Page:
Alcoholism in antisocial and nonantisocial men with unipolar major depression

J Affect Disord. 1985 Nov;9(3):253-63. doi: 10.1016/0165-0327(85)90056-4.

Abstract

Men with primary and secondary unipolar major depression were divided into those with and without antisocial personality (ASP). The ASP depressives had a higher rate of alcoholism than the nonASP depressives, and among the nonASP depressives, those with drug abuse had a higher rate of alcoholism than those without drug abuse. The course of depression appeared to be related to the presence of nonaffective psychopathology. Depressed men with additional nonaffective disorders had fewer, but larger episodes than depressed men without, and depressed men with alcoholism had a higher risk of suicide. Our results confirm the close association of alcoholism and ASP and highlight the importance of recognizing nonaffective syndromes in the depressed patient.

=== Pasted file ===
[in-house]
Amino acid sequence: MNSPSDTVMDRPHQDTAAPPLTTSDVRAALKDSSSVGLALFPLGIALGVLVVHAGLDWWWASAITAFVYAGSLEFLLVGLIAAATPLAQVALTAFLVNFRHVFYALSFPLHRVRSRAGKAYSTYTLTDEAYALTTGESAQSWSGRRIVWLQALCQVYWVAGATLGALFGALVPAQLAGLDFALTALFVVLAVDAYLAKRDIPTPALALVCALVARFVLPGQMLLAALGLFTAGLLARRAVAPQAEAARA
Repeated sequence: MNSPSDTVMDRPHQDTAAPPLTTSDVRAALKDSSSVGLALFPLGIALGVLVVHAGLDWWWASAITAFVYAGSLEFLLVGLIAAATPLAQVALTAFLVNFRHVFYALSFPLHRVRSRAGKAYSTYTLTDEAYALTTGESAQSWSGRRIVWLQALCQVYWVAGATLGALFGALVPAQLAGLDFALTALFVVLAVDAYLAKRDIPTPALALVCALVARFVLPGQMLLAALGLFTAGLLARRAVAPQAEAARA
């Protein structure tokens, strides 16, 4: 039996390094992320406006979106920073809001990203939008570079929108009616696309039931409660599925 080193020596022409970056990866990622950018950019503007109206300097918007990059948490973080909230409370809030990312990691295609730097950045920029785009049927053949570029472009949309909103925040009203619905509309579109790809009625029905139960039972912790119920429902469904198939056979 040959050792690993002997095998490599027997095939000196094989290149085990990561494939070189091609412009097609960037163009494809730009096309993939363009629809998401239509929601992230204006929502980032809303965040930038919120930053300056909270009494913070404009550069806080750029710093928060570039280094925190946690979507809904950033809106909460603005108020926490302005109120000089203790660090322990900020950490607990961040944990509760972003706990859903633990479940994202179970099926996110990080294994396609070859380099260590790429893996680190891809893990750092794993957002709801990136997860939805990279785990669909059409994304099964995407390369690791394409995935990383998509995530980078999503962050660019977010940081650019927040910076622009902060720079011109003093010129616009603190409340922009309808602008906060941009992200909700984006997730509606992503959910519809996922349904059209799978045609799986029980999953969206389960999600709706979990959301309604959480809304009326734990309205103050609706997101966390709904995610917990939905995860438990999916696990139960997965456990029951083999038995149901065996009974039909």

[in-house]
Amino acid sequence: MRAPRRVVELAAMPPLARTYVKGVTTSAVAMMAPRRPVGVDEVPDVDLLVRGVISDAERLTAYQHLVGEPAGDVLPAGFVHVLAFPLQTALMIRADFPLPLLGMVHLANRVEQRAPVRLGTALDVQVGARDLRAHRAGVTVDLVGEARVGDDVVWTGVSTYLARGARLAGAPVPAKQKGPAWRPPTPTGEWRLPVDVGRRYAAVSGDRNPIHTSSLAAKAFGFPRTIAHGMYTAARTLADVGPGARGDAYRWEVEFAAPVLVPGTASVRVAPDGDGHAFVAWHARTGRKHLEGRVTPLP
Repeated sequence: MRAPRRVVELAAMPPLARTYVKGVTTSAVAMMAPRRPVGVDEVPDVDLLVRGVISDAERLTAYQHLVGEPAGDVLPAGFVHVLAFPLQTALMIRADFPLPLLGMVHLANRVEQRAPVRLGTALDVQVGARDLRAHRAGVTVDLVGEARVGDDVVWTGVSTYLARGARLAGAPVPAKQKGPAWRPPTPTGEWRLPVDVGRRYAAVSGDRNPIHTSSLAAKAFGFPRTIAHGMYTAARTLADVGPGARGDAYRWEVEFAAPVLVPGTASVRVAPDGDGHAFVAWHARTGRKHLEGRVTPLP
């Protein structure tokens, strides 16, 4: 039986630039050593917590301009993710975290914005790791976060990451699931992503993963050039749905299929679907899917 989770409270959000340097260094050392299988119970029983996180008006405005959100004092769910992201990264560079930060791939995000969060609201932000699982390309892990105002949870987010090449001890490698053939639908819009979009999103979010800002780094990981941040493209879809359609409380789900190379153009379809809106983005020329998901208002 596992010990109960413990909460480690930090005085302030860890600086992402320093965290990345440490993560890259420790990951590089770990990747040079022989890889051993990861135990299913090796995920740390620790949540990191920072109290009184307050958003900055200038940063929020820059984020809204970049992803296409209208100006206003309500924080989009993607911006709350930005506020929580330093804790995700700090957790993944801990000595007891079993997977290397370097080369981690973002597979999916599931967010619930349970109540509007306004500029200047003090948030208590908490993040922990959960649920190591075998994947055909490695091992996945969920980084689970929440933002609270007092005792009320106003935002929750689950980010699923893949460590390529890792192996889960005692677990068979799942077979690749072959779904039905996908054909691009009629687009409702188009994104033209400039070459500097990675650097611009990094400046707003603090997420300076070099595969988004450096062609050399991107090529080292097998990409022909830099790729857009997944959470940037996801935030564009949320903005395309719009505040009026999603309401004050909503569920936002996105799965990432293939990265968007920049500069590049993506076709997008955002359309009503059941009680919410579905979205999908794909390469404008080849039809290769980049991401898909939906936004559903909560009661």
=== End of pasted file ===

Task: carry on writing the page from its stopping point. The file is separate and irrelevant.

Publication types

  • Research Support, U.S. Gov't, P.H.S.

MeSH terms

  • Adult
  • Alcoholism / diagnosis
  • Alcoholism / genetics
  • Alcoholism / psychology*
  • Antisocial Personality Disorder / diagnosis
  • Antisocial Personality Disorder / genetics
  • Antisocial Personality Disorder / psychology*
  • Depressive Disorder / diagnosis
  • Depressive Disorder / genetics
  • Depressive Disorder / psychology*
  • Family
  • Humans
  • Male
  • Psychiatric Status Rating Scales
  • Social Environment
  • Socioeconomic Factors